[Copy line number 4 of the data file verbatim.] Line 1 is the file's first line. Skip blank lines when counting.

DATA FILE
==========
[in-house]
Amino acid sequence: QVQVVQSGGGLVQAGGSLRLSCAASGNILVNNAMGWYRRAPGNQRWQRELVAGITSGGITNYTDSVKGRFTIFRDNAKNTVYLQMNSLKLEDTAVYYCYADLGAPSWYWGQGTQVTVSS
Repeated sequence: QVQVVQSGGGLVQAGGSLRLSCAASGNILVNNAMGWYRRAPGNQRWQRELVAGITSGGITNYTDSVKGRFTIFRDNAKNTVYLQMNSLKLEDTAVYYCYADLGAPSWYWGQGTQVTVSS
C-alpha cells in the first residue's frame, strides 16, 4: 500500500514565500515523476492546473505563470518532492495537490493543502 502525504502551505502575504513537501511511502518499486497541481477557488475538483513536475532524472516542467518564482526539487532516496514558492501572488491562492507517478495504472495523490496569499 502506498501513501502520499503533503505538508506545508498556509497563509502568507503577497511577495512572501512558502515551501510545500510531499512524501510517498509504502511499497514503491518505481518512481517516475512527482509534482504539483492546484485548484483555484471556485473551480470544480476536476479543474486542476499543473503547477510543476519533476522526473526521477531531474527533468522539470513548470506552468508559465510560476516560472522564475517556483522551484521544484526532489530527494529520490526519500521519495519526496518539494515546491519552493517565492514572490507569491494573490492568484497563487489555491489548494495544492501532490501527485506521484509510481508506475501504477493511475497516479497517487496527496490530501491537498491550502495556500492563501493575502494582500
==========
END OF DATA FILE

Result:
C-alpha cells in the first residue's frame, strides 16, 4: 500500500514565500515523476492546473505563470518532492495537490493543502 502525504502551505502575504513537501511511502518499486497541481477557488475538483513536475532524472516542467518564482526539487532516496514558492501572488491562492507517478495504472495523490496569499 502506498501513501502520499503533503505538508506545508498556509497563509502568507503577497511577495512572501512558502515551501510545500510531499512524501510517498509504502511499497514503491518505481518512481517516475512527482509534482504539483492546484485548484483555484471556485473551480470544480476536476479543474486542476499543473503547477510543476519533476522526473526521477531531474527533468522539470513548470506552468508559465510560476516560472522564475517556483522551484521544484526532489530527494529520490526519500521519495519526496518539494515546491519552493517565492514572490507569491494573490492568484497563487489555491489548494495544492501532490501527485506521484509510481508506475501504477493511475497516479497517487496527496490530501491537498491550502495556500492563501493575502494582500